A football legend was lost today with the passing of former Packers quarterback Bart Starr. The Hall of Famer didn’t play for Minnesota, but former Vikings quarterback Fran Tarkenton says Starr was one of the greats. The late Green Bay quarterback may even have a lesson for Kirk Cousins.
Tarkenton spent several years playing against Starr and the Green Bay Packers during the 1960’s and 70’s. They may have been competitors on the gridiron, but there was a mutual respect between the two signal-callers. Fran was as devastated as anyone about the passing of Starr. “This is a very sad day,” he said. “Bart Starr is the greatest human being ever to play in the National Football League.”
Years have passed and football has evolved since Starr last put on a helmet. The definition of fame and fortune was certainly different back then. When Starr won back to back Super Bowls in 1966 and 1967, he was earning $100,000 per year. Today that would equate to about $765,000, which falls far short of the monstrous deals quarterbacks currently receive. This year, the highest paid player will likely be Russell Wilson at $35,000,000. I’m all for players maximizing their earning potential, but I respect Starr for playing for less — especially in a time where there was greater risk of a career ending injury.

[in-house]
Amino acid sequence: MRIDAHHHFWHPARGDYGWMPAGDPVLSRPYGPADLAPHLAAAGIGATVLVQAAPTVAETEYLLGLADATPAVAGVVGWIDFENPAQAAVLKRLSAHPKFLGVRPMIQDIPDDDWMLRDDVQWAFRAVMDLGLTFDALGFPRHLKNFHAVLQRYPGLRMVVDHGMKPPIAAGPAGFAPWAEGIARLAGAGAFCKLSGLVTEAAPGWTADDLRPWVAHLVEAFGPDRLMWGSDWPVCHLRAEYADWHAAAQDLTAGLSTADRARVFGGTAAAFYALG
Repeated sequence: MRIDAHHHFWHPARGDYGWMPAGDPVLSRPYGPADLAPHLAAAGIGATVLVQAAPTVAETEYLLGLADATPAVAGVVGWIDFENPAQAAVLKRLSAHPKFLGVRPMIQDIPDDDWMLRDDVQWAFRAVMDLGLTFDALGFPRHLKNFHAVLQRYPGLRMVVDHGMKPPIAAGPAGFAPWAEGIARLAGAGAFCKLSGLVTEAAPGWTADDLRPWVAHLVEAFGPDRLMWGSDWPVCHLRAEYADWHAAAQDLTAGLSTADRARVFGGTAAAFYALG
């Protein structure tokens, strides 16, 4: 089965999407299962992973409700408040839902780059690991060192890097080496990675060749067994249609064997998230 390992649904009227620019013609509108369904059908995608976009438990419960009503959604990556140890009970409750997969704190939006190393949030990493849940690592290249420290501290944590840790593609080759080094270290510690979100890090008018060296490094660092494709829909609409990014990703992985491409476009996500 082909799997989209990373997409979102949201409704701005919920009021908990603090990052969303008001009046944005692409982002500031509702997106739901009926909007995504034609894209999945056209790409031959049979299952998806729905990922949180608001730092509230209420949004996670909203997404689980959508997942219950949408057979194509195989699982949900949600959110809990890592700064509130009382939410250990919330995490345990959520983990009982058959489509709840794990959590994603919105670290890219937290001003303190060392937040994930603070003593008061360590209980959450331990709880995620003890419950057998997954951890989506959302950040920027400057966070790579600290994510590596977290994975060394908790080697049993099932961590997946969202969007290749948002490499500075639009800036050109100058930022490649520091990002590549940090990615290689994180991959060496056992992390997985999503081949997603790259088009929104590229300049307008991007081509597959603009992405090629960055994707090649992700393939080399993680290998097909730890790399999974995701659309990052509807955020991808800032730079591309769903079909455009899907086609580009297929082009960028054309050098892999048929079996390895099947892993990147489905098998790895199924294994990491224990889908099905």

While Starr didn’t set a gaudy standard for how much franchise players should earn, he did set a more important standard off the gridiron. As a player, head coach, and member of the community, Bart is remembered as being humble and kind. Troy Aikman remarked on Twitter, “Bart Starr was a true gentleman and one of the kindest people I knew,” said Aikman. “I had elbow surgery following our ‘95 Superbowl in Birmingham and Bart made a visit to the hospital. To this day, not sure how he even knew I was there.”
On the field, Bart’s personal stats speak for themselves and include 24,718 career passing yards. His success was undoubtedly due in large part to head coach Vince Lombardi. The great coach instilled in Starr that “The achievements of an organization are the results of the combined effort of each individual.”
Starr had Lombardi, and Cousins has Zimmer and Kubiak. If Kirk wants to prove his haters wrong by winning a championship, he should take a lesson from Starr’s playbook and lean more on his coaching staff and teammates. Leading a team to the Super Bowl won’t be easy, and Cousins can’t do it alone. He has two respected veteran coaches and a talented roster he can rely on. With Zimmer and Kubiak’s guidance, I think Cousins can become a starr.